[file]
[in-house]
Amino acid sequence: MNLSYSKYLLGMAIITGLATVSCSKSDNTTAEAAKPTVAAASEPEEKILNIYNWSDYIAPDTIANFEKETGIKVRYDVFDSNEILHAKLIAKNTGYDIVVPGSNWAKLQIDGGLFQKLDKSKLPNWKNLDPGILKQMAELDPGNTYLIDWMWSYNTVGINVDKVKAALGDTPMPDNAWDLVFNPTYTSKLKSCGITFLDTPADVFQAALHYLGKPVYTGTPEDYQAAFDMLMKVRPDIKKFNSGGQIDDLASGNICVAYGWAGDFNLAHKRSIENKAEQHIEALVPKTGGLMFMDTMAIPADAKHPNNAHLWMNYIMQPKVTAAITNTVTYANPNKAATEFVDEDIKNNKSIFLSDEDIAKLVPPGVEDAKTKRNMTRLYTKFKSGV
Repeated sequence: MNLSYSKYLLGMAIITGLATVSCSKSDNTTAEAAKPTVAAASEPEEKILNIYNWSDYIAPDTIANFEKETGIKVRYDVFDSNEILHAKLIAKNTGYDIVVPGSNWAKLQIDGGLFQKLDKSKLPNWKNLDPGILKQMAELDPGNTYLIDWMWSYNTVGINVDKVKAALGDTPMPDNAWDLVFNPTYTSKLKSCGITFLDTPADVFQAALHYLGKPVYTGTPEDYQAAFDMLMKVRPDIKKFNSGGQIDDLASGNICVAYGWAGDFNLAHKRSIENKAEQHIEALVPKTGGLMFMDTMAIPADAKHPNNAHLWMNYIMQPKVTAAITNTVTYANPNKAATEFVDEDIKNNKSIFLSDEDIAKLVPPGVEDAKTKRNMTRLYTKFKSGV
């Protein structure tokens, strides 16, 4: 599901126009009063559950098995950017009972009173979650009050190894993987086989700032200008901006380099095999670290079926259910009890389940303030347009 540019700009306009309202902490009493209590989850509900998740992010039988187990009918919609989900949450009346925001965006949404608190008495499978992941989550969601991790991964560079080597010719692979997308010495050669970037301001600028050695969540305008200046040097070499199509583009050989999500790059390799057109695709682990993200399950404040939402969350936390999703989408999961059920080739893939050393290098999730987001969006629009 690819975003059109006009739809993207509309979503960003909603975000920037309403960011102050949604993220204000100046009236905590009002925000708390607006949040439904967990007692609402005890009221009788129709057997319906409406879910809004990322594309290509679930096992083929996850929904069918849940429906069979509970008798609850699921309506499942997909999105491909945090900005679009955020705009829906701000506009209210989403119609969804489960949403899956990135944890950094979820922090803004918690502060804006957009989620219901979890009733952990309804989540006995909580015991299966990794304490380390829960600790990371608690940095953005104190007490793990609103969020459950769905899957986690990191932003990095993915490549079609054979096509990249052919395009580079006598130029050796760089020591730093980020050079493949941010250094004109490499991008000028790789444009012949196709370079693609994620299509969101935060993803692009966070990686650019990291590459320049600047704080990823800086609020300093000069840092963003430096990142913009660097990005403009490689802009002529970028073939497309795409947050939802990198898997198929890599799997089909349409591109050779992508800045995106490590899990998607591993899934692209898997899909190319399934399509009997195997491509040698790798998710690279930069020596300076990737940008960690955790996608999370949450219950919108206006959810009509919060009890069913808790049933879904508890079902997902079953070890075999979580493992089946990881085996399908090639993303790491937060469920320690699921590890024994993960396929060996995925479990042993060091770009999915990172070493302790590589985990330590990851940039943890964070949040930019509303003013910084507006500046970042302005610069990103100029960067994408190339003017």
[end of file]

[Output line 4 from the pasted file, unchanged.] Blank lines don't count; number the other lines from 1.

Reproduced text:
């Protein structure tokens, strides 16, 4: 599901126009009063559950098995950017009972009173979650009050190894993987086989700032200008901006380099095999670290079926259910009890389940303030347009 540019700009306009309202902490009493209590989850509900998740992010039988187990009918919609989900949450009346925001965006949404608190008495499978992941989550969601991790991964560079080597010719692979997308010495050669970037301001600028050695969540305008200046040097070499199509583009050989999500790059390799057109695709682990993200399950404040939402969350936390999703989408999961059920080739893939050393290098999730987001969006629009 690819975003059109006009739809993207509309979503960003909603975000920037309403960011102050949604993220204000100046009236905590009002925000708390607006949040439904967990007692609402005890009221009788129709057997319906409406879910809004990322594309290509679930096992083929996850929904069918849940429906069979509970008798609850699921309506499942997909999105491909945090900005679009955020705009829906701000506009209210989403119609969804489960949403899956990135944890950094979820922090803004918690502060804006957009989620219901979890009733952990309804989540006995909580015991299966990794304490380390829960600790990371608690940095953005104190007490793990609103969020459950769905899957986690990191932003990095993915490549079609054979096509990249052919395009580079006598130029050796760089020591730093980020050079493949941010250094004109490499991008000028790789444009012949196709370079693609994620299509969101935060993803692009966070990686650019990291590459320049600047704080990823800086609020300093000069840092963003430096990142913009660097990005403009490689802009002529970028073939497309795409947050939802990198898997198929890599799997089909349409591109050779992508800045995106490590899990998607591993899934692209898997899909190319399934399509009997195997491509040698790798998710690279930069020596300076990737940008960690955790996608999370949450219950919108206006959810009509919060009890069913808790049933879904508890079902997902079953070890075999979580493992089946990881085996399908090639993303790491937060469920320690699921590890024994993960396929060996995925479990042993060091770009999915990172070493302790590589985990330590990851940039943890964070949040930019509303003013910084507006500046970042302005610069990103100029960067994408190339003017």